My rebuttal to your argument would be that working during the school year is definitely not for everyone. It wasn’t for me either until I realized how much more fun I can have down south as opposed to on bars around campus.

    I also absolutely hate debt. I’m willing to sleep 3 hours a night at times if it means I will graduate debt free. Not the smartest idea but I never said I was the smartest guy lol.

    I will recommend this for anyone that is not willing to work during the school year- find a program with work terms. My cousin does this. One semester he’s in school and the next semester he works. It may take longer graduate but he’s having a blast while integrating the theory with the practical.

    If you want to finish college asap then that’s cool as well.

  3. I’m always so impressed if students can study, party and work at the same time.

    It’s hard enough trying to get straight A’s to land yourself that high paying gig out of college, to be able to get A’s and work is out of this world!

    I couldn’t hack it, making $5/hour in the library so I did some daytrading instead. I ended up probably losing $3,000! haha. But, what it did do was prepare me for a life in finance and I’m very thankful for that.

    1. @FS Don’t worry I think everyone in the cyber world has lost some money on day trading.

      The reason all 3 can be done is because junk is cut out. I realized that if I stopped watching TV and spending hours on Facebook I could be 100x more productive. The partying is a rare occurrence when both school and work are in session but it is definitely something that keeps me sane.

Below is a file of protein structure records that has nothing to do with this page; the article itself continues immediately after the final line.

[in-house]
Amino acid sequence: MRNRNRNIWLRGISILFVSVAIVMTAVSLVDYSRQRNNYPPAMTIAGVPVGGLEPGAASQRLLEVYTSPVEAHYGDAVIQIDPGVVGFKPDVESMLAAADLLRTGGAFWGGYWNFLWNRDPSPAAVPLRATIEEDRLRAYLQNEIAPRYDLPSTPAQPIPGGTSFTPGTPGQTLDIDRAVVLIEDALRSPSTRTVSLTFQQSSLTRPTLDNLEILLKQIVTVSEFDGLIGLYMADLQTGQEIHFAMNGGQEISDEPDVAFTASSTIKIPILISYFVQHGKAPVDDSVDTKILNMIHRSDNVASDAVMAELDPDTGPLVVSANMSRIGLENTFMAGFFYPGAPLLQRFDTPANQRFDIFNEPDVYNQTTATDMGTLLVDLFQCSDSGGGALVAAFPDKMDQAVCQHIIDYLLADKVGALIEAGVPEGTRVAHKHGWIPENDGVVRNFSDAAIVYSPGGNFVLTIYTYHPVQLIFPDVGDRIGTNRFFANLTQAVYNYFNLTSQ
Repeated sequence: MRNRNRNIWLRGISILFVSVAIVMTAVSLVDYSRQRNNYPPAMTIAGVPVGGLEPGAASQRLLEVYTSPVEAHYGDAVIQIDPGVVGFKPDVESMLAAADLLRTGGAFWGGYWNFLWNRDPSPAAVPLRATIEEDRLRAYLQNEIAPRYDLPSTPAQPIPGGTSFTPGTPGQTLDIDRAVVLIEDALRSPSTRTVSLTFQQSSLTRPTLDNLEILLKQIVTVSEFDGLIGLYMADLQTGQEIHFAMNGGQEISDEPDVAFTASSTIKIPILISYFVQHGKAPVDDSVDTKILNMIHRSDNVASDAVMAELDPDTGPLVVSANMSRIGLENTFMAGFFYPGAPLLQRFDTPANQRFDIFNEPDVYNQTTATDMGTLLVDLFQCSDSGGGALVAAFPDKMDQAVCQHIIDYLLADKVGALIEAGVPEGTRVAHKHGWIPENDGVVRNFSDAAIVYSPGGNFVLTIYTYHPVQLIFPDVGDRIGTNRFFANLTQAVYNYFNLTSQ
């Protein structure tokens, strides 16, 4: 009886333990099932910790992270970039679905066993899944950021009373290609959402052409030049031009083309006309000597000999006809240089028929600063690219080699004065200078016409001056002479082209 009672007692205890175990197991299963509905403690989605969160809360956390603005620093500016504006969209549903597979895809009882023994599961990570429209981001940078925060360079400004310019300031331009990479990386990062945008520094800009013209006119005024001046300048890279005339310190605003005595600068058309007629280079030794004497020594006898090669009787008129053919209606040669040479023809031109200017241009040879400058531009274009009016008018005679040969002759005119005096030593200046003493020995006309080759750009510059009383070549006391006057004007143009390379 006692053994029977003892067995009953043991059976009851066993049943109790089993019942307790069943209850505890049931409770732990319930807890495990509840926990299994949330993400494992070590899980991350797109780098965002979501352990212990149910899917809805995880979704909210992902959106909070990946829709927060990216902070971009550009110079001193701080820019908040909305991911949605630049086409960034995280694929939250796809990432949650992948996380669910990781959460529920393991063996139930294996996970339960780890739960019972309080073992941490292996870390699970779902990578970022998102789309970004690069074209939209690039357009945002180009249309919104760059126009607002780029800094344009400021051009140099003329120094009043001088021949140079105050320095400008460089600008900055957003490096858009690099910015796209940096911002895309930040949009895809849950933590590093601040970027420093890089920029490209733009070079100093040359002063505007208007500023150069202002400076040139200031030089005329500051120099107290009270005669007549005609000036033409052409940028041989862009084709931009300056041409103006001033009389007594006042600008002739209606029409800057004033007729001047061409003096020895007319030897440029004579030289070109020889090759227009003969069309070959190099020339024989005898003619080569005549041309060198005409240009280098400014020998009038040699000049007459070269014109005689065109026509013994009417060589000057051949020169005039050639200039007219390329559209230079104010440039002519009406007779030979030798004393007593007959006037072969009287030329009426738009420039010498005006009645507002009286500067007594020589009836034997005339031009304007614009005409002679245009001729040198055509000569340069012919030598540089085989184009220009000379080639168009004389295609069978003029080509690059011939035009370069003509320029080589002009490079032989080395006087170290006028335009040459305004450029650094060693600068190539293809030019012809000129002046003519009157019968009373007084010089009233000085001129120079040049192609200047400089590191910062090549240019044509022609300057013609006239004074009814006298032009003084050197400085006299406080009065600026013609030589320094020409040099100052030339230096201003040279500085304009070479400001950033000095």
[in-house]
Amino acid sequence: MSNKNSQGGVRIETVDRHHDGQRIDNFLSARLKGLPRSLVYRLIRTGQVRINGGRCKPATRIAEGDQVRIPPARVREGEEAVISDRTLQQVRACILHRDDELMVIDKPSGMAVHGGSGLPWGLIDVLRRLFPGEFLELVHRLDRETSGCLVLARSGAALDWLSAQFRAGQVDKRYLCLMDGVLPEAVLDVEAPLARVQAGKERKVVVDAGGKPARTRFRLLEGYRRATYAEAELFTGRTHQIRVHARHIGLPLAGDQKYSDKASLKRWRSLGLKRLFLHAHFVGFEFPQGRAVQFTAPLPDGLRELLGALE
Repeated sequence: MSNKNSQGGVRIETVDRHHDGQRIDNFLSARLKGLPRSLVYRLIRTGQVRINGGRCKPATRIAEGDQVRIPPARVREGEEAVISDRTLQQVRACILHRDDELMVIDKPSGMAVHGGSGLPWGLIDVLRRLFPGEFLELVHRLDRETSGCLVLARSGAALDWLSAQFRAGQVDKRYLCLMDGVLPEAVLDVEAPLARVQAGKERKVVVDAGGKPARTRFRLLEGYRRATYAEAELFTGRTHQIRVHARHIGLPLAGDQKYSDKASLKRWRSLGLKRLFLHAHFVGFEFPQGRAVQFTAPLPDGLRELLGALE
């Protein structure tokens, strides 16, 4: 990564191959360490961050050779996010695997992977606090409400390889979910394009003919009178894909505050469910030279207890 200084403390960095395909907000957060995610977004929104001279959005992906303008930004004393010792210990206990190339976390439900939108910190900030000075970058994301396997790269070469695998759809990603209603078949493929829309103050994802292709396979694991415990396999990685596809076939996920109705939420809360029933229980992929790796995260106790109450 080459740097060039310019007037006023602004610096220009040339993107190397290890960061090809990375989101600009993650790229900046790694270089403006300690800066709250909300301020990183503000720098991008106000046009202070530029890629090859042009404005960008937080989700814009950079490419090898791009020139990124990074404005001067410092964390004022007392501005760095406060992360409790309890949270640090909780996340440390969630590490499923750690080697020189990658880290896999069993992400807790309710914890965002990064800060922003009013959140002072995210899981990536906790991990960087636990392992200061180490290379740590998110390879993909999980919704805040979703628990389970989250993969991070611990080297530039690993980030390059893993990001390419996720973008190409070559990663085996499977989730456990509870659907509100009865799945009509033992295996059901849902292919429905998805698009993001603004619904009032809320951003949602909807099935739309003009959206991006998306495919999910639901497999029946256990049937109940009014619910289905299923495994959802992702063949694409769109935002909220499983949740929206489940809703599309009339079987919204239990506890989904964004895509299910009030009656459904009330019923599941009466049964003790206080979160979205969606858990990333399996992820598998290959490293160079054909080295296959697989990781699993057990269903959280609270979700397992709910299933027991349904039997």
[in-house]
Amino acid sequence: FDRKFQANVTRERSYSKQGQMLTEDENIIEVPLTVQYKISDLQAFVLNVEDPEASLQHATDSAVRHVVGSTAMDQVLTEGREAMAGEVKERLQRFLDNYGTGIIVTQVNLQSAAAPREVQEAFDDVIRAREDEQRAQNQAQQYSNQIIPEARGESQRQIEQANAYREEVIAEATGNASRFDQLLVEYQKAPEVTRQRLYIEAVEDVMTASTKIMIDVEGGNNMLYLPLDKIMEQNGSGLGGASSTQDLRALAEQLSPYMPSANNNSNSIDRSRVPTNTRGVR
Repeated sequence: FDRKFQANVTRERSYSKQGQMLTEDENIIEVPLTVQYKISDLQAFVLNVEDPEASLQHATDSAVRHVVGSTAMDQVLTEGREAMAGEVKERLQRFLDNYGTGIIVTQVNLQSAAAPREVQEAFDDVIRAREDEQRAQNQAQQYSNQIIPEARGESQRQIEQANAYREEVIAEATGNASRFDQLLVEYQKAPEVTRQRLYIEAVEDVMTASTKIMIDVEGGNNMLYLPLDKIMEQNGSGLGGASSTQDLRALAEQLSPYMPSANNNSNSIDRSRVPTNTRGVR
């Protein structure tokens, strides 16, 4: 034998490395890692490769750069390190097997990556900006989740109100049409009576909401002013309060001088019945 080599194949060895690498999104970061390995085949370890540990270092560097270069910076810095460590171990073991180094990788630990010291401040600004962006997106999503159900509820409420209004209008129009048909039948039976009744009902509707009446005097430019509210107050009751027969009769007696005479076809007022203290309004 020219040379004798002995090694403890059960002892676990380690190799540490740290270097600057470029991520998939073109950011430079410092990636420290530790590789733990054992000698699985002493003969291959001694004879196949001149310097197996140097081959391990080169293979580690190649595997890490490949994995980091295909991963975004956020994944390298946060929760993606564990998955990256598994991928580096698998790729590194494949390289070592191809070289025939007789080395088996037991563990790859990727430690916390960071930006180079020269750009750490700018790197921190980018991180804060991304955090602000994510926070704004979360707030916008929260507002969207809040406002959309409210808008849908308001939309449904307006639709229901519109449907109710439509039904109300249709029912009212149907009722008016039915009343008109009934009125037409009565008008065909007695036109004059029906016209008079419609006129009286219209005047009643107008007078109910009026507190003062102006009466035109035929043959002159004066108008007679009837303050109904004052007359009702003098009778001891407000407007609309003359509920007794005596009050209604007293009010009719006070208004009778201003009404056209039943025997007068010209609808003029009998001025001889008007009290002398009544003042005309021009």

What do you do in the working world to keep sane M-F?

  4. Juggling work and study is a struggle; I work between 12 and 20 hours a week in an office about 30 mins bus ride from my university. Obviously the money is good, and it’s good to be gaining experience in the ‘real’ world alongside university, but it took a while to get the two parts of my life in sync. I missed some classes when I started working due to tiredness, and a few times I’ve missed work too. After a couple of weeks though it started to settle down and I managed to keep it all going smoothly even through deadline/exam period.

    Definitely recommend it though, as you said, the prospect of reducing graduation debt is a very pleasant one!

    1. Could be worse. Walmart once called me in, and the first thing they asked was, “How long can you work today (my day off), and still be under 40 hours?” Then they put me down for one less than that.